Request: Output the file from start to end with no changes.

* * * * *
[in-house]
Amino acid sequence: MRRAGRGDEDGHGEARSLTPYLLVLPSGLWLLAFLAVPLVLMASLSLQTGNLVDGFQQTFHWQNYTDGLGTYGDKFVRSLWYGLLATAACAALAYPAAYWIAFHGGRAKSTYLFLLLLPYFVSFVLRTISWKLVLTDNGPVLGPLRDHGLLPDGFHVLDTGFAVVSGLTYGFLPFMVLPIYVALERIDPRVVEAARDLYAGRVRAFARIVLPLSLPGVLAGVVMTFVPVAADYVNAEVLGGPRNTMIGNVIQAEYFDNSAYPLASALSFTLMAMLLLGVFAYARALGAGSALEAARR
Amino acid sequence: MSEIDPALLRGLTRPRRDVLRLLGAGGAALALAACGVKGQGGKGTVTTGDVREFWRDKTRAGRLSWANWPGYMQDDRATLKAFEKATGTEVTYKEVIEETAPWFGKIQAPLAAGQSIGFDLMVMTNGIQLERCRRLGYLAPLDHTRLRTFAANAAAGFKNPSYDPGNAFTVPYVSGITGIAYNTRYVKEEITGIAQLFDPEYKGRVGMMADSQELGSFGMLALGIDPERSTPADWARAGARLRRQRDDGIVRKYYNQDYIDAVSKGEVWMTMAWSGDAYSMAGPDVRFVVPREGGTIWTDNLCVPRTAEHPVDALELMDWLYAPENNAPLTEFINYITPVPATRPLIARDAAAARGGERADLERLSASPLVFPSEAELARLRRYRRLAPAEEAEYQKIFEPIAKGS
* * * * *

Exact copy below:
[in-house]
Amino acid sequence: MRRAGRGDEDGHGEARSLTPYLLVLPSGLWLLAFLAVPLVLMASLSLQTGNLVDGFQQTFHWQNYTDGLGTYGDKFVRSLWYGLLATAACAALAYPAAYWIAFHGGRAKSTYLFLLLLPYFVSFVLRTISWKLVLTDNGPVLGPLRDHGLLPDGFHVLDTGFAVVSGLTYGFLPFMVLPIYVALERIDPRVVEAARDLYAGRVRAFARIVLPLSLPGVLAGVVMTFVPVAADYVNAEVLGGPRNTMIGNVIQAEYFDNSAYPLASALSFTLMAMLLLGVFAYARALGAGSALEAARR
Amino acid sequence: MSEIDPALLRGLTRPRRDVLRLLGAGGAALALAACGVKGQGGKGTVTTGDVREFWRDKTRAGRLSWANWPGYMQDDRATLKAFEKATGTEVTYKEVIEETAPWFGKIQAPLAAGQSIGFDLMVMTNGIQLERCRRLGYLAPLDHTRLRTFAANAAAGFKNPSYDPGNAFTVPYVSGITGIAYNTRYVKEEITGIAQLFDPEYKGRVGMMADSQELGSFGMLALGIDPERSTPADWARAGARLRRQRDDGIVRKYYNQDYIDAVSKGEVWMTMAWSGDAYSMAGPDVRFVVPREGGTIWTDNLCVPRTAEHPVDALELMDWLYAPENNAPLTEFINYITPVPATRPLIARDAAAARGGERADLERLSASPLVFPSEAELARLRRYRRLAPAEEAEYQKIFEPIAKGS